A new measure by the Chancellor to stop top City traders avoiding tax is to hit tens of thousands of innocent employees. The measure announced in Wednesday's Budget changes the way "phantom" options or stock appreciation rights (SARs) are taxed.
These instruments resemble share options, but do not give the recipients the right to buy shares. Instead, they give them a share of the increase in value in a business as calculated by the owner.
Currently they are treated exactly like share options, so that tax is only paid when cashed in. However, Gordon Brown, worried that they are being used by City firms as a way of spreading or avoiding tax on bonus payments, has ruled that the tax will be payable when the options are granted.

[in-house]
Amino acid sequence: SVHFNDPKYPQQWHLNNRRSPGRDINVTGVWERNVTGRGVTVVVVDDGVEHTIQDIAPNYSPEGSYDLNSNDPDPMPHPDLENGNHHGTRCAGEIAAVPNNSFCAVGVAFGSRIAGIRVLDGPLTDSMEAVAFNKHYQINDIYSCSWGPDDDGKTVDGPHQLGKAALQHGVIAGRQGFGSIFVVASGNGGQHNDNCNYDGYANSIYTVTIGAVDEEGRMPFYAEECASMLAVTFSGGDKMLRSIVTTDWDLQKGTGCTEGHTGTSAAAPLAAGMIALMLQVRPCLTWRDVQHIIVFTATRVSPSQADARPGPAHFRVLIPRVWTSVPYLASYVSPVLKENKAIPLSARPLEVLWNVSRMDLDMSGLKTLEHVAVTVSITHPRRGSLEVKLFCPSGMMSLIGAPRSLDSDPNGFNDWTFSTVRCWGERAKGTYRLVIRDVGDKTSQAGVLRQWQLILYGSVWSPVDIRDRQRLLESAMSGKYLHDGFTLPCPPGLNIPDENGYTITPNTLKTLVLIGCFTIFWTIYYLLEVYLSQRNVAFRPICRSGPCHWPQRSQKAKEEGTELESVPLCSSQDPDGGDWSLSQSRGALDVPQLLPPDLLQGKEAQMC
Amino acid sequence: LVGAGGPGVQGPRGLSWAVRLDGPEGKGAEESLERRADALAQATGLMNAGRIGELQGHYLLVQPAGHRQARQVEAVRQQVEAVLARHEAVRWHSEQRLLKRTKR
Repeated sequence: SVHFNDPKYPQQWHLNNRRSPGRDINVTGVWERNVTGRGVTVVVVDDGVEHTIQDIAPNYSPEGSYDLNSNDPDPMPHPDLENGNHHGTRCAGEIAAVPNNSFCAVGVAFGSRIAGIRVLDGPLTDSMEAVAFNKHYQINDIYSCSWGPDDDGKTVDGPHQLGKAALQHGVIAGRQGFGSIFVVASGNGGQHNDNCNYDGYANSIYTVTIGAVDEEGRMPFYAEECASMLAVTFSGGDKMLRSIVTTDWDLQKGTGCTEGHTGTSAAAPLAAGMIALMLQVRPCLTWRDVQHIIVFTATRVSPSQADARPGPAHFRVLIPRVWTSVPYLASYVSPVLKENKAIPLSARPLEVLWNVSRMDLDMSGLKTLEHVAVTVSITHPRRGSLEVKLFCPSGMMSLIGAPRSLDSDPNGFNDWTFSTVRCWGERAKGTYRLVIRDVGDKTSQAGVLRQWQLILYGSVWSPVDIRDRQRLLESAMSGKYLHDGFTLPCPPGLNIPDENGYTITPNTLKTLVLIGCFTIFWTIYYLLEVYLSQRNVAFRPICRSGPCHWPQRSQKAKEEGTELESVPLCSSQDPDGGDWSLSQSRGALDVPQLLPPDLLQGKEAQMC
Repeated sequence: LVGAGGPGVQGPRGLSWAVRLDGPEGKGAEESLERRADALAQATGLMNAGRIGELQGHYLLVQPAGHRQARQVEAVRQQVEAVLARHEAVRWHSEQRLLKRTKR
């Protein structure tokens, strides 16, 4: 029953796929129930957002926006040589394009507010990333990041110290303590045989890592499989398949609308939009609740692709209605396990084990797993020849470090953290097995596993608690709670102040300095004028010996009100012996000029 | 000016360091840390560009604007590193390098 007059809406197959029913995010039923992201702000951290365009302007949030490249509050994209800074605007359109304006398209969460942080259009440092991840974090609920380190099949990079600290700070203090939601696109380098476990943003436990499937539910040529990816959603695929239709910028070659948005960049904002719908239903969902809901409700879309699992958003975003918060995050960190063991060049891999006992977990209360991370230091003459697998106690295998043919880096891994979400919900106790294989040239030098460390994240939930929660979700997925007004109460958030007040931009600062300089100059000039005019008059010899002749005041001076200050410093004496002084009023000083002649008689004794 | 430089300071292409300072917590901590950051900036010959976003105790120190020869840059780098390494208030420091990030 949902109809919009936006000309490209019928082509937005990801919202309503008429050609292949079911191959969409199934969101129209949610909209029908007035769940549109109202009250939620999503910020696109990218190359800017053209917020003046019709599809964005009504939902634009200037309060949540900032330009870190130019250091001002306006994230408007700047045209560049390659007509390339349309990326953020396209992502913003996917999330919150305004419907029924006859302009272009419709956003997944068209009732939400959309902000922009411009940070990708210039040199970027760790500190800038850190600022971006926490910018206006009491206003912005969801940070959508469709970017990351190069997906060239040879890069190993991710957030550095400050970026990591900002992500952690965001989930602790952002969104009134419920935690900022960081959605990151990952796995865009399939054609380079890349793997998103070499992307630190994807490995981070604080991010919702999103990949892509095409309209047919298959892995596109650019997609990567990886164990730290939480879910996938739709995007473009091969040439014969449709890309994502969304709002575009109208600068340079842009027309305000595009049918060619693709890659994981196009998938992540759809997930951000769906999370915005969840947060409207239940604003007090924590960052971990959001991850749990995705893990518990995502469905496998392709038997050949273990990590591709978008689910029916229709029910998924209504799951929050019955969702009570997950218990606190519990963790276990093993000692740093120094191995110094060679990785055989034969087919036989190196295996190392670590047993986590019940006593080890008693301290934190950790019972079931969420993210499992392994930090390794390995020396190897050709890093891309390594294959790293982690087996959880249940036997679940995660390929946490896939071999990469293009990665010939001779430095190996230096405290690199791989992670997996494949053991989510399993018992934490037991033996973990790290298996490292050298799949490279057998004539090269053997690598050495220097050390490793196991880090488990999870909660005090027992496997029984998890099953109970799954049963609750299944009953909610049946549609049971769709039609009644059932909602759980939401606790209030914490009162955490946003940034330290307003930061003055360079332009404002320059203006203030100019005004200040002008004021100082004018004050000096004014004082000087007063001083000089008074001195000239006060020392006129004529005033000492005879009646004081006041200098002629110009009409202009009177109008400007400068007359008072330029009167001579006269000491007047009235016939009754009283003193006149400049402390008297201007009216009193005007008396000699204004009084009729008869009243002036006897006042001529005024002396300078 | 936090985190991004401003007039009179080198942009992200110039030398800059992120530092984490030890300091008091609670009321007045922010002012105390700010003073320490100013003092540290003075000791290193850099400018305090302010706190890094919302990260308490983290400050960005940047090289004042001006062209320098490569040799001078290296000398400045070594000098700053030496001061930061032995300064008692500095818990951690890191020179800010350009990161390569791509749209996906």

Michael Landon at Mercer Human Resource Consulting warned: "Employees will suffer an income tax and National Insurance contribution charge several years before they receive the cash benefit from their rewards."
Scores of companies use "phantom" options or SARs as legitimate ways to reward staff. Typically they are used when employees work for a subsidiary of a company that is doing better than the parent group, so that they get the upside of how well that business is doing. They are also used by UK subsidiaries of overseas companies, particularly US groups.
A third kind of business using these instruments is a family company where the owners do not want to dilute ownership by giving options over actual shares.
The effect of this change is that many employees would not be able to afford to sign up to these incentive plans.
In the US, a similar anti-avoidance measure was dropped after the dot-com crash, when it emerged that staff were being taxed at the nominal value of an option award when it was granted, but because the company's share price dropped, the incentive was worthless.Reuse content